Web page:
Singer/songwriter Don Brownrigg recently released his latest album "Fireworks," along with the album's lead single "Strum And Rhyme." Brownrigg's fanbase has certainly grown with each release, as his music has shown up on television shows and at festivals around the world. He begins his new album with the wonderful, gentle flow of "From You" and the more mainstream alt-pop approach of "Bad Timing." His voice just glides along the steady beat of "Perfect Poem," as the music wraps you up like a comfortable blanket. The album's lead single "Strum And Rhyme" takes it's time, with no need to rush things, while his playful cover of Susanne Vega's "Tom's Diner" is a must-have on steady rotation. Don Brownrigg closes his latest album with the dark, emotion-filled "My Way" and the swirling piano ballad "You Know." To find out more about Don Brownrigg and his latest release "Fireworks," please visit his Facebook page at facebook.com/donbrownrigg.
Next from Toronto, Canada comes the full-length debut release from the alt-pop band, Galaa. The new album, "The Speech," is the work of singer/keyboardist Aley Waterman, along with Adam Hogan (guitar), Josh Ward (bass) and Ashley Chalmers (drums) and features ten exciting new tracks. We begin with the airy, electronic pop beats of "Open Eyes" and the more light-hearted, flowing melody of "Ender." The mood turns darker on the experimental electronics of "The Speech," while Aley's vocals seem to float on top of the stark backdrop of "Little Wonder." Galaa return with the more up-tempo pop feel of "Bloom," before finishing up their new album with the quiet rock ballad "Mirrors And Smoke" and the seven-minute adventurous tale of "Hunter." To find out more about Galaa and their latest release "The Speech," please visit their Facebook page at facebook.com/galaasongs.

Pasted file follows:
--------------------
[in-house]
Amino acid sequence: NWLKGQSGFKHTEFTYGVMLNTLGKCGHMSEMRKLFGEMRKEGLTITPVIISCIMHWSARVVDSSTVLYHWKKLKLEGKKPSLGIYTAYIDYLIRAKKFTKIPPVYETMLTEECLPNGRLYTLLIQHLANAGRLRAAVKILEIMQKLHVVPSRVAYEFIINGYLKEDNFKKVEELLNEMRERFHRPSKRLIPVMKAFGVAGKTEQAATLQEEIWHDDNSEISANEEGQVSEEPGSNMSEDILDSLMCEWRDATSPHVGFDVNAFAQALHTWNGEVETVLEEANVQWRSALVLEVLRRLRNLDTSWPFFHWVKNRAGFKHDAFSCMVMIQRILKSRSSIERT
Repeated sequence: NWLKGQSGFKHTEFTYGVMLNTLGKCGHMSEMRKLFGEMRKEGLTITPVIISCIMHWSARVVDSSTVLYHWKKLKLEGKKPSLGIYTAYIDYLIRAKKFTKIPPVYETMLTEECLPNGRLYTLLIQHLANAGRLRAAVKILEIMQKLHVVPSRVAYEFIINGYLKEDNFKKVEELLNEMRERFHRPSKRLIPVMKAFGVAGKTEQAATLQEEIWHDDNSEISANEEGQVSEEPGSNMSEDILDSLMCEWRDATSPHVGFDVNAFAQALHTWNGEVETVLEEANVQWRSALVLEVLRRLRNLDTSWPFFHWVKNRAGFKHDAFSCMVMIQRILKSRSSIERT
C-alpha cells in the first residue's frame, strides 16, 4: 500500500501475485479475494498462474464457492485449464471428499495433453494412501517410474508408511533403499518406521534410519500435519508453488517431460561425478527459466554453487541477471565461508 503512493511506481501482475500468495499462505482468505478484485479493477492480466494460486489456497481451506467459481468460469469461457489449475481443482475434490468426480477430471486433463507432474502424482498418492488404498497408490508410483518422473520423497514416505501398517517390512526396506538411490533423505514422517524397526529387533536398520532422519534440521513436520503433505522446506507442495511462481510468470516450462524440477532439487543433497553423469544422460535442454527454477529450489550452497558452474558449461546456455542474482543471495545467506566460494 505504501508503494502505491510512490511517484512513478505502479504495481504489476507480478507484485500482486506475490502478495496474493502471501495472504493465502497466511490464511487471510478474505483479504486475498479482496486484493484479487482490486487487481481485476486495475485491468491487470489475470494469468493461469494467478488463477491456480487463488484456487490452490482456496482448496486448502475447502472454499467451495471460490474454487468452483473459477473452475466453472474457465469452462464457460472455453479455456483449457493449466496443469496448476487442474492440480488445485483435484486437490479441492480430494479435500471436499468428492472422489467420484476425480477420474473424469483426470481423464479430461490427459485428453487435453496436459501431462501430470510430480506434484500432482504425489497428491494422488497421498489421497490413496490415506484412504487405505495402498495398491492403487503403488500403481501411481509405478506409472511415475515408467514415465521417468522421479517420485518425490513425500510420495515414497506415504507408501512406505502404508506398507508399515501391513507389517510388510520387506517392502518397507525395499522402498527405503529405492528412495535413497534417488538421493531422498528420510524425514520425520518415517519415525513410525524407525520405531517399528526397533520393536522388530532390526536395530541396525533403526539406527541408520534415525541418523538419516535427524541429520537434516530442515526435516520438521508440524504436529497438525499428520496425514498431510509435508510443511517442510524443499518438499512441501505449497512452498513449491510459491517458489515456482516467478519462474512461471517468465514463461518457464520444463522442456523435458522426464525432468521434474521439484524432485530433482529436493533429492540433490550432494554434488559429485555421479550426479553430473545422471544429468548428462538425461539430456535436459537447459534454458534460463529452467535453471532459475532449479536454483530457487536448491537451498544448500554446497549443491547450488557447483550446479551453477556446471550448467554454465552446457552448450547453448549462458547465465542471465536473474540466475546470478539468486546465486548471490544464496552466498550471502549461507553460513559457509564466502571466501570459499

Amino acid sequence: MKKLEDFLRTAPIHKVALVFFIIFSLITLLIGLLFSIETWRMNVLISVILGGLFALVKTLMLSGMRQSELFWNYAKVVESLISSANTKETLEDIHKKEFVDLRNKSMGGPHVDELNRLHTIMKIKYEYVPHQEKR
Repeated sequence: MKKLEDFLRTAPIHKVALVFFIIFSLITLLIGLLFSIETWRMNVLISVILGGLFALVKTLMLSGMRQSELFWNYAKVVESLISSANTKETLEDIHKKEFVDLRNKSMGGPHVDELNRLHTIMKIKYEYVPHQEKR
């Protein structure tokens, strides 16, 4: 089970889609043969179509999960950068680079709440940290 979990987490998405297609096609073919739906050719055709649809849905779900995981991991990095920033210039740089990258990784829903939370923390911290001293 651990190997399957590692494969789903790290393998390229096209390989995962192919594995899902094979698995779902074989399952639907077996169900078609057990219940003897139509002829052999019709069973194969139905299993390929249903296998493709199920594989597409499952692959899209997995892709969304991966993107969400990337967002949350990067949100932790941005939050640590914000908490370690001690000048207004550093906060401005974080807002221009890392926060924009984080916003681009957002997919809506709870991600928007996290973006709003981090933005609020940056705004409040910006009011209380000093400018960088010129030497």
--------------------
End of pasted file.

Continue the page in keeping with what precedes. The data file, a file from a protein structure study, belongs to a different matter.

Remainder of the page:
Also from Canada comes the debut, concept album "Happy Crimes" from the melodic alternative rock band, Trampoline. Their new fifteen-track release begins with the spoken word "Prologue," which leads into the musical variety pack of "Apocalypse I (The Longing)." The energy continues with "Astral Master," as you can hear the band's influences shine through on this epic rock number. The band experiments more with their sound with "Don't You Want Love," bringing together a Broadway, rock-opera approach to this album. The songwriting of Trampoline is highlighted by the seven-minute storytelling piece "Apocalypse II" and the punk-like energy of "Mary Alice." The band wrap up their new album with progressive rock approach of "Emily's Tea Party" and the final rock assault of "Fin Manifesto." To find out more about Trampoline and their latest release "Happy Crimes," please visit trampolinetheband.com.
After nearly three years, singer/songwriter/philosopher Art Schop returns with his sequel "Death Waits II: The Writers." It pays homage to the lives of such famous writers as Emily Dickinson, Sylvia Plath, Dante and others through these ten brand new songs featured on Art Schop's latest release. He begins with a song for Dickinson with the title song "Death Waits II." The song's sweeping melody and emotional lyrics showcase Schop's love for Dickinson's writings. Next, he rocks out on "A Poor Aunt," for his homage to Japanese writer, Haruki Murakami, then quiets his sound on the sweet melody of "My First Goose" as Art Schop sings about Isaac Babel. The steady flow of "Have You Paid The Gasbill" for Sylvia Plath and the gentle touch of "Beatrice" for Dante, display the love and inspiration that has been felt while writing about his heroes. Art Schop wraps up his new album with the acoustic folk appeal of "Dublin To Trieste" (homage to James Joyce) and the grand closer of "Existentialist Nostalgia" (for Albert Camus). To find out more about Art Schop and his latest release "Death Waits II: The Writers," please visit artschopmusic.com.